What do unlikely bedfellows President Donald Trump and naturalist Jane Goodall have in common? They’ve both endorsed the World Economic Forum’s Trillion Trees initiative, the global effort to plant and restore a trillion trees around the globe.
In the highly charged politics of the day, trees are at least one thing we can all seem to agree on. Experts across the political spectrum have noted the significant, myriad benefits of increasing tree cover.
On Capitol Hill, there’s bipartisan support to create “urban woods” in American cities, which would lead to meaningful energy savings for families. By blocking the wind and creating shade, trees reduce energy costs in the U.S. by an estimated $7.8 billion each year, according to scientists at the U.D. Department of Agriculture’s Forest Service.
Sens. Shelley Moore Capito, R-W.Va., and Cory Booker, D-N.J., recently introduced the Tackling Residential Energy burdens Efficiently or “TREE” Act, aimed at providing these benefits to communities across America. The bill would authorize a federal cost-share program for tree planting in an effort to reduce residential energy consumption. Grants would be awarded with a priority on neighborhoods with low existing tree coverage, high daytime temperatures and whose residents are the most vulnerable.
“Low-income communities and communities of color have less neighborhood trees, and this lack of tree cover is associated with a whole host of serious health issues,” Booker said. “This is an environmental justice issue that must be remedied in order to support our most vulnerable communities.”
Tree cover provides immediate and palpable benefits, particularly in a city like Baltimore, where late summer temperatures can surpass 100 degrees and harmful pollutants plague much of the city’s communities. The Environmental Protection Agency estimates that city canopies provide a cooling effect of as much as 9 degrees Fahrenheit in microclimates, and a row of roadside street trees can reduce indoor particulate air matter in nearby houses by 50 percent. Trees prevent approximately 1,200 heat-related deaths and 575,000 cases of asthma and other acute respiratory symptoms annually in our metropolitan areas.
The TREE Act could go a long way to helping Baltimore expand and nurture existing tree cover in every neighborhood of the city. Though one might not suspect it passing through some of the barren concrete arteries in Baltimore, the city has been on the forefront of national efforts to grow urban canopies. Twenty-five years ago, Baltimore started an ambitious effort to plant 17,000 trees over 10 years, kick starting the modern era of investments in Baltimore’s trees.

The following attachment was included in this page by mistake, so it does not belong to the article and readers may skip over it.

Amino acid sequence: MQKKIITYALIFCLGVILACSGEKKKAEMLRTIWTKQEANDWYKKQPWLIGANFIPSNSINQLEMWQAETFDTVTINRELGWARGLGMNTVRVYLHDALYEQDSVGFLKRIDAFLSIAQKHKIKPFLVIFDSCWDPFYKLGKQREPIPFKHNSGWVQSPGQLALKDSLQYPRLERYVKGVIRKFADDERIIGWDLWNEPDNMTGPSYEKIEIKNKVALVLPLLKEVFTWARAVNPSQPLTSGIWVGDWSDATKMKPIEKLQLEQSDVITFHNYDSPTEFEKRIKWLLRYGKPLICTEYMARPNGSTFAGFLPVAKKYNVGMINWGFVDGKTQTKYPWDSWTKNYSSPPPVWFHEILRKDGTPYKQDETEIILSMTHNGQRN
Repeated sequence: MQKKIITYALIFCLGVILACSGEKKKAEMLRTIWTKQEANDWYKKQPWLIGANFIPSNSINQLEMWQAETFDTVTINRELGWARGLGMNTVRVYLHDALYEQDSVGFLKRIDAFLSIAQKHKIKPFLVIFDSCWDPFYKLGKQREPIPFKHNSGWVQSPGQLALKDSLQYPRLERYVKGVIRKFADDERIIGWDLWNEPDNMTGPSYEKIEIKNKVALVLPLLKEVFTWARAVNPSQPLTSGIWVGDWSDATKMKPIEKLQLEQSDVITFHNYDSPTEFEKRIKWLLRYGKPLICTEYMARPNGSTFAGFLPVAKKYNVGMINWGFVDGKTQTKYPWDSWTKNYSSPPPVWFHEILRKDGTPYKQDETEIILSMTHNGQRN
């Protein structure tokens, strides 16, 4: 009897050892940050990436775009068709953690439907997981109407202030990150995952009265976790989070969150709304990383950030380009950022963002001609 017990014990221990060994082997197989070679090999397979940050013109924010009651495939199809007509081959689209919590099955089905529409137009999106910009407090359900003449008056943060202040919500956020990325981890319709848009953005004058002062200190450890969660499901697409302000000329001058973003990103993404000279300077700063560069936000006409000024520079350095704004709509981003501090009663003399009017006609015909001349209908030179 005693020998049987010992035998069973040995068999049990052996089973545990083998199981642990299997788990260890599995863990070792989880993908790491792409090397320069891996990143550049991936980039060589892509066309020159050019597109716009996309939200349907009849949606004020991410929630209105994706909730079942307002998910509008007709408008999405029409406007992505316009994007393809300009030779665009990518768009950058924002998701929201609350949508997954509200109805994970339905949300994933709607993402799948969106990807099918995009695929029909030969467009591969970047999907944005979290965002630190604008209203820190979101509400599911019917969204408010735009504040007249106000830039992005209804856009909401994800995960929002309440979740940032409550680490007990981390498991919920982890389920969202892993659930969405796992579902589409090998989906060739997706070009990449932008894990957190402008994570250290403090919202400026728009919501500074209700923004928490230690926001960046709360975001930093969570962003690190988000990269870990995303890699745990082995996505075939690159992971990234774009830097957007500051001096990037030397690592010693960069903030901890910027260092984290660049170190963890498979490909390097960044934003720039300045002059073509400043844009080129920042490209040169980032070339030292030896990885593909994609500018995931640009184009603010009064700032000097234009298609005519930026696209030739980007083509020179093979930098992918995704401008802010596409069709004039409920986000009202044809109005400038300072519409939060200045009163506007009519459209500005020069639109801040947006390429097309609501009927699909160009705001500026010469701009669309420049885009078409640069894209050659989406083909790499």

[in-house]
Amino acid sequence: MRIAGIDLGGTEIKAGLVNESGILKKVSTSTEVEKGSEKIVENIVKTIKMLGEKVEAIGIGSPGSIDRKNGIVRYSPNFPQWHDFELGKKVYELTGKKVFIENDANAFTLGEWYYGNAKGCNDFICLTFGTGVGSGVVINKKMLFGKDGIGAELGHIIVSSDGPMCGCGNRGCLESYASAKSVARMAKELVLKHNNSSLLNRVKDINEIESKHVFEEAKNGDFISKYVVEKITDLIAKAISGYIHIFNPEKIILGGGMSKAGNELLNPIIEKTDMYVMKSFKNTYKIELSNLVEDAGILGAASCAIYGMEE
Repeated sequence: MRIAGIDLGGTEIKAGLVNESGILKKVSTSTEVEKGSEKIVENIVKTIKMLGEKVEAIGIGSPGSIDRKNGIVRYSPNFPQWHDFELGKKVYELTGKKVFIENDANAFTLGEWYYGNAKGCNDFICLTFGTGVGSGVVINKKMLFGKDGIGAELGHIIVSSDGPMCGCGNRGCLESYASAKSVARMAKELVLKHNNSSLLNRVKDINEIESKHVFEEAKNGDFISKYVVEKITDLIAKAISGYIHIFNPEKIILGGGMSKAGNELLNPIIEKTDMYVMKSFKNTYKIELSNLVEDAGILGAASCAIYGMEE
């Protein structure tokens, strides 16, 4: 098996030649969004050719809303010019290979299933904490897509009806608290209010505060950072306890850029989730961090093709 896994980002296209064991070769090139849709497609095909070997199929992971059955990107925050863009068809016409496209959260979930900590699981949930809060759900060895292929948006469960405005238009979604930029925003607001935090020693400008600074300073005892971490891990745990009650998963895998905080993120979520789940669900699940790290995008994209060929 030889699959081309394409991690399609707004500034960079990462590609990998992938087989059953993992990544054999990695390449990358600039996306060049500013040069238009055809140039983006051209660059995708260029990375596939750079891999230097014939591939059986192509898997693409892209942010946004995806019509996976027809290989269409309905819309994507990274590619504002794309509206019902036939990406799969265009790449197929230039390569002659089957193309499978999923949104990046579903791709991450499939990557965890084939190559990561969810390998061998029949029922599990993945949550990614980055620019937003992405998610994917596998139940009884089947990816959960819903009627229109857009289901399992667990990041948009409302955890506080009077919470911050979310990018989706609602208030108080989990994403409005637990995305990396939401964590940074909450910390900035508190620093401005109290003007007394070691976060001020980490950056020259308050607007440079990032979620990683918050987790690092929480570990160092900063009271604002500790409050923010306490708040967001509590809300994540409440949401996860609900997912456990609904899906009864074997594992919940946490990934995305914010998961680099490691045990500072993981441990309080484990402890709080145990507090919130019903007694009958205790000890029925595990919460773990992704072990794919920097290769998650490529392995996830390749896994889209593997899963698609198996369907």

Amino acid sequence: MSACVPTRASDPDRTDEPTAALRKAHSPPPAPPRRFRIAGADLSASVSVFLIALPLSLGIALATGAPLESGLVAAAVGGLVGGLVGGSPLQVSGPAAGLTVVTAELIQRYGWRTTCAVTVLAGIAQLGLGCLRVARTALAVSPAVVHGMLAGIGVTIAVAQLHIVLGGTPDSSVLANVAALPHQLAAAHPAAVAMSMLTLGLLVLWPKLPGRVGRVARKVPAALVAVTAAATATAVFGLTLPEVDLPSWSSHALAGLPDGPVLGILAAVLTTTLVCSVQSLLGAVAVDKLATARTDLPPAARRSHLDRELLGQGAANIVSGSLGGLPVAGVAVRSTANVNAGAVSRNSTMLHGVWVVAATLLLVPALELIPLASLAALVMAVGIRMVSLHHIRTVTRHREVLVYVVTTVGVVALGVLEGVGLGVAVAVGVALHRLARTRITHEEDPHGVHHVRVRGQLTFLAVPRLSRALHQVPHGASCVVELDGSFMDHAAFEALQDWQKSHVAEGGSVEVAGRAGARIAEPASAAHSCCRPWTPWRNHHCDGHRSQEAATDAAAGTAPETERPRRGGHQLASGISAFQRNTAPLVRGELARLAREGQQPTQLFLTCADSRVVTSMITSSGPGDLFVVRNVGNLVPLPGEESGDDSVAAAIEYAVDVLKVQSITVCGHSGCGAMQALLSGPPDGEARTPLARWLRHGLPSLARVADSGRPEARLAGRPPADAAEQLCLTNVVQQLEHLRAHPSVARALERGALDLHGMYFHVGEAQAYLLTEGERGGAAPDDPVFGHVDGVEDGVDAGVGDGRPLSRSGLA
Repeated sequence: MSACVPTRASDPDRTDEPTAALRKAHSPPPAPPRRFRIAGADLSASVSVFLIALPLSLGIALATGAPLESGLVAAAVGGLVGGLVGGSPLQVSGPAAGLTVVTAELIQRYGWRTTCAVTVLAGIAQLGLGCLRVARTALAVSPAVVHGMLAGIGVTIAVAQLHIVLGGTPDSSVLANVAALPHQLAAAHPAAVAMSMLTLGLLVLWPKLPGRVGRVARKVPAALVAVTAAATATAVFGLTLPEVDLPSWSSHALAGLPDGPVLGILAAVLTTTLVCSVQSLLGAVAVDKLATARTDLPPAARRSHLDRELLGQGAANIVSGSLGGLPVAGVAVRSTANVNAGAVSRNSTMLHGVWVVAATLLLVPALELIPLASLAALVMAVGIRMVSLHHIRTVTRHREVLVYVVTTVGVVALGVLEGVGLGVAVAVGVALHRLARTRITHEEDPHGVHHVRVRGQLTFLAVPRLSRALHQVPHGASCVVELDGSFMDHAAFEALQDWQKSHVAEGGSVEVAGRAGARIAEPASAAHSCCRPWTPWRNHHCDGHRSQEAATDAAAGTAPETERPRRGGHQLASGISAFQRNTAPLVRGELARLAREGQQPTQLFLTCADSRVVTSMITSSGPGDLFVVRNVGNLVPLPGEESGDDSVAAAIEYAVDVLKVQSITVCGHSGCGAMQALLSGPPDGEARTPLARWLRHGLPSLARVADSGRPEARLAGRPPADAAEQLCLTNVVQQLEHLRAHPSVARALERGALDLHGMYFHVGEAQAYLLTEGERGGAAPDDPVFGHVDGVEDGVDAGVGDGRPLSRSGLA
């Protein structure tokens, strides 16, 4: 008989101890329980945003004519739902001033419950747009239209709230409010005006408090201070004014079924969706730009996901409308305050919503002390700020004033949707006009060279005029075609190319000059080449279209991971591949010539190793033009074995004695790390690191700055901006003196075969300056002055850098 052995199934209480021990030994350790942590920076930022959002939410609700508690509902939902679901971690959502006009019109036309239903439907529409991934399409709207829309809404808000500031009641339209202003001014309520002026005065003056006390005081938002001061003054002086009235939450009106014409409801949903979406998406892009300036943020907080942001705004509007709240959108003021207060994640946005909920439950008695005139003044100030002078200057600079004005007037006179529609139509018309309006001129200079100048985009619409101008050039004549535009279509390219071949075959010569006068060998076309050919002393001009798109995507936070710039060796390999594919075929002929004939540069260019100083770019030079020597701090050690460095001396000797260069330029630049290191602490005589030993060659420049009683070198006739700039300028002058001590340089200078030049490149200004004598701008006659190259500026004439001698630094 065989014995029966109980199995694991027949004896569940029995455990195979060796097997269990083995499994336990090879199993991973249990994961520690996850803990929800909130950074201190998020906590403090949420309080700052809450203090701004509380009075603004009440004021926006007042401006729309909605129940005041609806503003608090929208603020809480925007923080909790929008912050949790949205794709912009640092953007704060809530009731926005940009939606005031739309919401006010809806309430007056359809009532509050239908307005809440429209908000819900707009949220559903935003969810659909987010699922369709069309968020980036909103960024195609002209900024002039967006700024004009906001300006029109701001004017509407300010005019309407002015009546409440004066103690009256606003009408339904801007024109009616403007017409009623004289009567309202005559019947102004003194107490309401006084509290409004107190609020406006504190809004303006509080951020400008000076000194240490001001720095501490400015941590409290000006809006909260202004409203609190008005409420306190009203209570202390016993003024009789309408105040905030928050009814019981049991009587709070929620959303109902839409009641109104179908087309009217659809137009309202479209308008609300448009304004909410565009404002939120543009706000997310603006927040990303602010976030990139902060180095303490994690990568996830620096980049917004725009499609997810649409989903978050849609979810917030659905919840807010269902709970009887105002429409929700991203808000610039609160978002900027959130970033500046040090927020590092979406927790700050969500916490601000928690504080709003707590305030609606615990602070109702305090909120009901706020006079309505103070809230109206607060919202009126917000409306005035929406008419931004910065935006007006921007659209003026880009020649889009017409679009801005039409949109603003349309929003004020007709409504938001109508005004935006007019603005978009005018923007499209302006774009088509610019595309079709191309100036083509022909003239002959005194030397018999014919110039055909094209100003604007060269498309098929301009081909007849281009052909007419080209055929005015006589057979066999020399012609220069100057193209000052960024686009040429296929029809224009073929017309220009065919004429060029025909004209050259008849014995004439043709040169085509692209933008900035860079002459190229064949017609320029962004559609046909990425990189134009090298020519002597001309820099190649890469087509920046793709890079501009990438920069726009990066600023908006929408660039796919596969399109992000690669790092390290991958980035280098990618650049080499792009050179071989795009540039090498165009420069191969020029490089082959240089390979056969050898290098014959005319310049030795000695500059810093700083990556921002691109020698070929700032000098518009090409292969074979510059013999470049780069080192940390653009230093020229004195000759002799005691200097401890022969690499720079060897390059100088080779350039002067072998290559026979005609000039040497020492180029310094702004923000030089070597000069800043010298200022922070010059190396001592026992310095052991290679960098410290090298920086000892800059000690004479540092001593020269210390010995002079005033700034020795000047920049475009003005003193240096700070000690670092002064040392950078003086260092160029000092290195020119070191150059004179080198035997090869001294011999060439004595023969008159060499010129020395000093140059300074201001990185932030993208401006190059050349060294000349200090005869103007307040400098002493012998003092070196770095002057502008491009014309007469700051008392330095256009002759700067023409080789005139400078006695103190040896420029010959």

Baltimore’s investment pays off
In 2006, the Forest Service studied Baltimore’s tree cover and found that the city’s trees create $3.3 million in annual energy savings and another $3.8 million in value by removing 700 metric tons of pollution from the air we breathe, on top of the other less tangible benefits toward crime mitigation and higher quality of life.
In cities across the country, as urban populations swell and global temperatures continue to rise, the need for tree cover will become increasingly critical. Following the decades long trend toward urbanization, more than 70 percent of Americans are now living in metropolitan areas. Unsurprisingly, urban forests have increasingly been a focus for environmentalists and social justice advocates as one of the most effective and scalable solutions for addressing some of the effects of urban expansion, such as increased temperatures and pollution.
Every neighborhood needs trees
City centers have been losing trees at an alarming rate, as much as 36 million trees per year. At the same time, experts are expecting a 10-fold increase in heat-related deaths by 2050, in the populous eastern U.S. region.
It is imperative that Congress pass the TREE act and get more funding to state and local governments to conserve and expand their urban forest cover. Too often the demarcation lines of tree cover in America’s cities are also the map of socioeconomic and racial privilege. Some of our most underserved neighborhoods are still without cover, magnifying the harsh effects of heat, crime and pollution. It’s time we create tree equity – shade and beauty in every corner of our cities.
Funding through the TREE Act would make a huge difference towards creating livable, equitable living environments in America’s cities and communities.
Trees should be something we all can agree on.
Leslie Jones served as deputy undersecretary for the U.S. Forest Service under President Barack Obama. She is vice president of External Affairs at American Forests. Maggie Cordish was the policy adviser to White House adviser Ivanka Trump on paid leave and family policy. She is a fellow at the Bipartisan Policy Center in Washington, D.C.
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This article originally appeared on USA TODAY: Why we need to plant millions of trees to improve Americans’ health